Here are a few perspectives from my notes: [with source where I have them]
[The prior quote links gravity to cosmology and may reveal a new force.]

An Extension of the Quantum Theory of Cosmological Perturbations to the Planck Era
Ivan Agullo, Abhay Ashtekar, William Nelson
(Submitted on 6 Nov 2012)
http://arxiv.org/abs/1211.1354

[Neither GR nor QM can describe what appear in current models as 'singularities]

Quantum Nature of the Big Bang: Improved dynamics
Abhay Ashtekar,Tomasz Pawlowski,and Parampreet Singh

http://arxiv.org/pdf/gr-qc/0607039v2.pdf

[The above quote hints at the possibility of further understanding time.]

Marcus:
[So what are the similarities and differences between these? Still a mystery.]

from a Roger Penrose lecture..in response to an audience question:

And none of this even mentions one of the most profound questions affecting the Standard Model of particle physics: How are all the masses and strength of the forces
determined in our universe? Where do particles come from?? Does the graviton exist? So far, the Standard Model is a hodge podge of different theories coupled with experimental observations, like the mass of the electron. Nobody knows how to calculate ANY particle mass from fundamental principles.

PS: Particles have been associated with inflationary cosmology {LQC} and the expansion of space-time associated with horizons...But there is much to learn...

Last edited: Jan 25, 2013
8. Jan 25, 2013

### Naty1

Regarding 'point particles'....and infinities.....I was just reminded of Leonard Susskind in his book THE BLACK HOLE WAR [a book for the general public] where he provides truly fascinating explanations of particles. [A great book, cheap if already used online.]

In one view, he explains via the holographic principle [ which despite Wikipedia claims to the contrary, IS a widely accepted] understanding how particles can become 'smeared' over the horizon of a black hole...Although he does not say this, it sounded to me like one could resort to the wave description of a particle to get an intuitive insight. In any case, whatever goes into the black hole remains as an appearance on the horizon.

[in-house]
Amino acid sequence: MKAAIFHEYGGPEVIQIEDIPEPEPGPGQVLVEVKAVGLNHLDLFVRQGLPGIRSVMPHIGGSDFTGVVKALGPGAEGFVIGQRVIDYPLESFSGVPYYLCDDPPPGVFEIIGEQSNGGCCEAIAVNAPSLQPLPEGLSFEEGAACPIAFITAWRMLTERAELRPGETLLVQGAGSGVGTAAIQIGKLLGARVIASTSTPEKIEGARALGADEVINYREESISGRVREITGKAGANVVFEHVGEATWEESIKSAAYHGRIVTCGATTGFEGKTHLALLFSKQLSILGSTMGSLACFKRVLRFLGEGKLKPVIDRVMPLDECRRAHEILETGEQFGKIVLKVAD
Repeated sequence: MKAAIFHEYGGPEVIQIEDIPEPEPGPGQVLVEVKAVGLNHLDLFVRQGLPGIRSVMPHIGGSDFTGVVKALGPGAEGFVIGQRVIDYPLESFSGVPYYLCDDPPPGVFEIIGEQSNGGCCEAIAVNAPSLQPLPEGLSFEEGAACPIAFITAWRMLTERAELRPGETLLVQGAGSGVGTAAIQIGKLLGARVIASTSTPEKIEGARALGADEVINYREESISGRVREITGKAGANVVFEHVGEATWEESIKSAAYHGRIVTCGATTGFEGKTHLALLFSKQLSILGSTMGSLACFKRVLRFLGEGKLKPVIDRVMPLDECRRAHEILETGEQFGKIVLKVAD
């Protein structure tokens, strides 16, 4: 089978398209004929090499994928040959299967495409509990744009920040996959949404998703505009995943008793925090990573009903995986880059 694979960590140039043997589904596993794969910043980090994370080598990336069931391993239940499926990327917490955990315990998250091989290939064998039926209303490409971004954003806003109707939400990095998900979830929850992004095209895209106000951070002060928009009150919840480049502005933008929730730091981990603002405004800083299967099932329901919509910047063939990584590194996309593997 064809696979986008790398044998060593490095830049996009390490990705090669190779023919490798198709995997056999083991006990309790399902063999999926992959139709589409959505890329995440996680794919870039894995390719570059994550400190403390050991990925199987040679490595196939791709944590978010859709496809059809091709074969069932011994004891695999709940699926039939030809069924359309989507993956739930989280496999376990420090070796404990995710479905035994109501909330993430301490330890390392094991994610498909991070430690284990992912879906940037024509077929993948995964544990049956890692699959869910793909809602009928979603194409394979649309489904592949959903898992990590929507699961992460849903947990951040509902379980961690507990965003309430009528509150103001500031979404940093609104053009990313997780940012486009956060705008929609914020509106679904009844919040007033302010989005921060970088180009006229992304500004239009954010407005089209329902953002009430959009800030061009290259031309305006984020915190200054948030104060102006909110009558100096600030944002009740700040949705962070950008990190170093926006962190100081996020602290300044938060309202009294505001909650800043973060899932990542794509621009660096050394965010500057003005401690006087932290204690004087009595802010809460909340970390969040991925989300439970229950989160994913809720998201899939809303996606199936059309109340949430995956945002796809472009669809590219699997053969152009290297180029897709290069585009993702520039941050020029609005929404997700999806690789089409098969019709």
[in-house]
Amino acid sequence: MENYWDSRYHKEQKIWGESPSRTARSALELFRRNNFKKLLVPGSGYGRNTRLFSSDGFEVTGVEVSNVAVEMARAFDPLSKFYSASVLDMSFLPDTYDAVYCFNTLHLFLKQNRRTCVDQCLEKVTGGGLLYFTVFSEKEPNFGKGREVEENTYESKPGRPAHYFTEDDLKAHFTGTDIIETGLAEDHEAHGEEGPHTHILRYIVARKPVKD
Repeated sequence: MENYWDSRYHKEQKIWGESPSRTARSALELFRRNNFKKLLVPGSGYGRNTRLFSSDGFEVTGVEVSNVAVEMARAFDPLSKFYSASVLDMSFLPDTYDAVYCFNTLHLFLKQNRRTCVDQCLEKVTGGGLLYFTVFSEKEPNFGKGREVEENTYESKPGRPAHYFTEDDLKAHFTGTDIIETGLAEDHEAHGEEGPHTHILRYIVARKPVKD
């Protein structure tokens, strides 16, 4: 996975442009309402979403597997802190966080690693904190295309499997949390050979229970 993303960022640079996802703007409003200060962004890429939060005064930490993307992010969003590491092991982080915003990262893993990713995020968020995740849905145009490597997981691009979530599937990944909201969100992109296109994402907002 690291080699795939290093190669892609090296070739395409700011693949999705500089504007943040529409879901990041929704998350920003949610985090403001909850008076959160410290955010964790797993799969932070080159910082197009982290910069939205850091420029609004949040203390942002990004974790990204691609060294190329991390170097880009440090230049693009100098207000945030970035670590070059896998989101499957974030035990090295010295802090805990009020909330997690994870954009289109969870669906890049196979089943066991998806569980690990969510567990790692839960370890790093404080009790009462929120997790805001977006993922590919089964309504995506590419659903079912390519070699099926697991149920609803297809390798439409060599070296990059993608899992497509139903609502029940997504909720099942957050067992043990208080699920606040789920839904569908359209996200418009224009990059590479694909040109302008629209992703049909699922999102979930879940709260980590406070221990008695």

In another description, he likens particles to the spinning of an airplane propeller: you can see the hub, less so the blades [with typical experimental resolution], and maybe not the blade tips at all. He says this is what particles may really be like....

So if you slow down the spin rate, or equivalently slow down time by hovering outside a black hole, more of the extended object comes into view...In the string theory perspective, you see larger and larger portions of extended strings....and you are exposed to more and more radiation. Hence the description via general relativity than a free falling observer passes the horizon without effect while a hovering observer is fried by high energy radiation.

9. Jan 25, 2013

### Naty1

Mike:

well, yeah I did!! [LOL] ,,,
suggest you go back and read really carefully because my first post IS the answer...all the rest is detail.....

"because questions remain which we cannot answer."

anyway, now you have examples above as explained by experts.

10. Jan 26, 2013

### mikejp56

Hi Guys,
Thanks for all of your responses.
Mike